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Trump’s national emergency powers are a Pandora’s box

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Donald Trump could open a Pandora’s box if he invokes special crisis powers. The U.S. president is considering bypassing Congress to build a border wall by declaring a national emergency. In theory, similar authority could enable him to shut down CNN, say, or block access to Facebook.

Trump used the language of war to make his case for a border wall on Tuesday night. He asked “how much more American blood must we shed before Congress does its job?” About 266,000 illegal immigrants were arrested in America in 2017 and 2018, but most were for traffic violations, drug offenses or breaking immigration laws.

An American president has wide latitude in deciding what is an emergency, which then gives him a vast array of powers. The Brennan Center for Justice identified 136 areas where a U.S. leader could act outside the normal scope of authority in such a situation. Trump could divert government funds for a wall, rather than being stuck because Congress is refusing to provide the $5.7 billion he wants.

A crisis could be used to serve other parts of his agenda. Trump regularly accuses media outlets including CNN and some online platforms of bias against him and Republicans in general. A threat of war, state of peril or other emergency would allow the president to suspend or amend regulations for wire communications entities, or shut down or take control of such facilities.

A cyber war with China, foreign interference in U.S. elections, or even the airing of an interview with someone like WikiLeaks’ Julian Assange could provide a pretext to target CNN or MSNBC, according to Timothy Edgar, an attorney and former national security official. Similar reasoning could be used to block online access to Facebook if the social network’s activities were deemed to fall under wire communications.

Such moves would face legal challenges on grounds including the First Amendment’s free-speech protections. Congress could also pass a resolution terminating any declared emergency, but would need the support of two-thirds of both chambers to overcome Trump’s veto. A more comprehensive approach would be for legislators to narrow the definition of an emergency so a president could only declare one in a true crisis. A commander-in-chief needs some leeway in extreme situations, but it’s the job of lawmakers to set limits.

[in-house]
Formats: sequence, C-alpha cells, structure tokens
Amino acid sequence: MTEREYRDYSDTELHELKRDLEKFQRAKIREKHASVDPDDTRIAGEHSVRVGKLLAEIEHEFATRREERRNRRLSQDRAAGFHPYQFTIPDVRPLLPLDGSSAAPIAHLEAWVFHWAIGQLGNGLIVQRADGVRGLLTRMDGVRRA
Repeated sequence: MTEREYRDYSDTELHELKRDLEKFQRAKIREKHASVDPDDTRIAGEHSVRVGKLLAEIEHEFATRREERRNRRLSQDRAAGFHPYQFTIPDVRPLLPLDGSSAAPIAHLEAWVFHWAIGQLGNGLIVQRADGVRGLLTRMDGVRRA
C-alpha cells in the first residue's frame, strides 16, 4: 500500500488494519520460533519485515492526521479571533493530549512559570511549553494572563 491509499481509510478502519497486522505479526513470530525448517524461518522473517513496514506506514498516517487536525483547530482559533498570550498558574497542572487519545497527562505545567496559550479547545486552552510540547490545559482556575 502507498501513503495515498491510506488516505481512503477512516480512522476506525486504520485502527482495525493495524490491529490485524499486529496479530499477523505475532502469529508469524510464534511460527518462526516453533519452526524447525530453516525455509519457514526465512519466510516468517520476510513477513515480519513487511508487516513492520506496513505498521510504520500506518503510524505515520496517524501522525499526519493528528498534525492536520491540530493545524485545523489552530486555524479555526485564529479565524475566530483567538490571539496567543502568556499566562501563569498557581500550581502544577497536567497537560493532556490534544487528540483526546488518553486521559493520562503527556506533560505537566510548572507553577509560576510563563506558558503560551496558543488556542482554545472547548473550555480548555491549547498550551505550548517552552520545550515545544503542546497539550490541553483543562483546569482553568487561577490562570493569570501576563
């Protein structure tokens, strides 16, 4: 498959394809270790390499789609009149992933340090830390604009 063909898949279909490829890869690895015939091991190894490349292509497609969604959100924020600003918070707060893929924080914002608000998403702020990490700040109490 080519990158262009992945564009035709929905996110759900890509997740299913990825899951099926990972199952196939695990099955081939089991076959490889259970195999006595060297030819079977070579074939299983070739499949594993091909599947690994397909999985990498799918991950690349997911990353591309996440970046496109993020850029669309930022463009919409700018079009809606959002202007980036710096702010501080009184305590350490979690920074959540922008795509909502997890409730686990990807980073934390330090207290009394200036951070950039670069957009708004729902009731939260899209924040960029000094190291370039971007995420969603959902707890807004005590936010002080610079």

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Robert Mueller likely thought Don Jr. was guilty — here’s why that actually made it hard to investigate Trump

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Special counsel Robert Mueller has completed his investigation of ties between Russia and President Donald Trump's campaign, turned over his findings to Congress, and stepped down from his post at the Justice Department.

His findings were incredibly damning for the president and his allies, finding evidence that the campaign eagerly accepted Russian help, if not a full-blown conspiracy, and outlining ten potential episodes where Trump obstructed justice. But Mueller's conclusions are by no means the end-all of everything that happened. Mueller himself acknowledged in his report that Trump's lack of cooperation probably prevented him from finding a lot of information.

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Palestinians ‘not willing to give up their misery’, Israeli historian says

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The Palestinian leadership should sign on to the US economic development plan and worry about their political status later, Hebrew University of Jerusalem Historian Gaudi Taub told FRANCE 24.

The Palestinian leadership should sign on to the US economic development plan and worry about their political status later, Hebrew University of Jerusalem Historian Gaudi Taub told FRANCE 24.

Palestinians are wrong to reject the $50 million US blueprint to rebuild the Palestinian economy, which US Presidential advisor and son-in-law Jared Kushner said is a precondition to peace in the region, Taub said.

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Ted Cruz slapped down at Senate hearing for ‘working the refs’ to keep extremist content on social media

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Sen. Ted Cruz (R-TX) was called out for "working the referees" by attempting to "terrify" technology company executives into not enforcing their own rules against political extremism.

The Senate Subcommittee on Communications, Technology, Innovation, and the Internet on Tuesday held a hearing titled, “Optimizing for Engagement: Understanding the Use of Persuasive Technology on Internet Platforms.”

"I think these questions raise very serious -- these documents raise very serious questions about political bias at the company," Cruz said, referring to Google.

Sen. Brian Schatz (D-HI) responded.

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Trump endorses killing journalists, like Washington Post columnist Jamal Khashoggi. Online ad networks are now targeting sites that cover acts of violence against dissidents, LGBTQ people and people of color.

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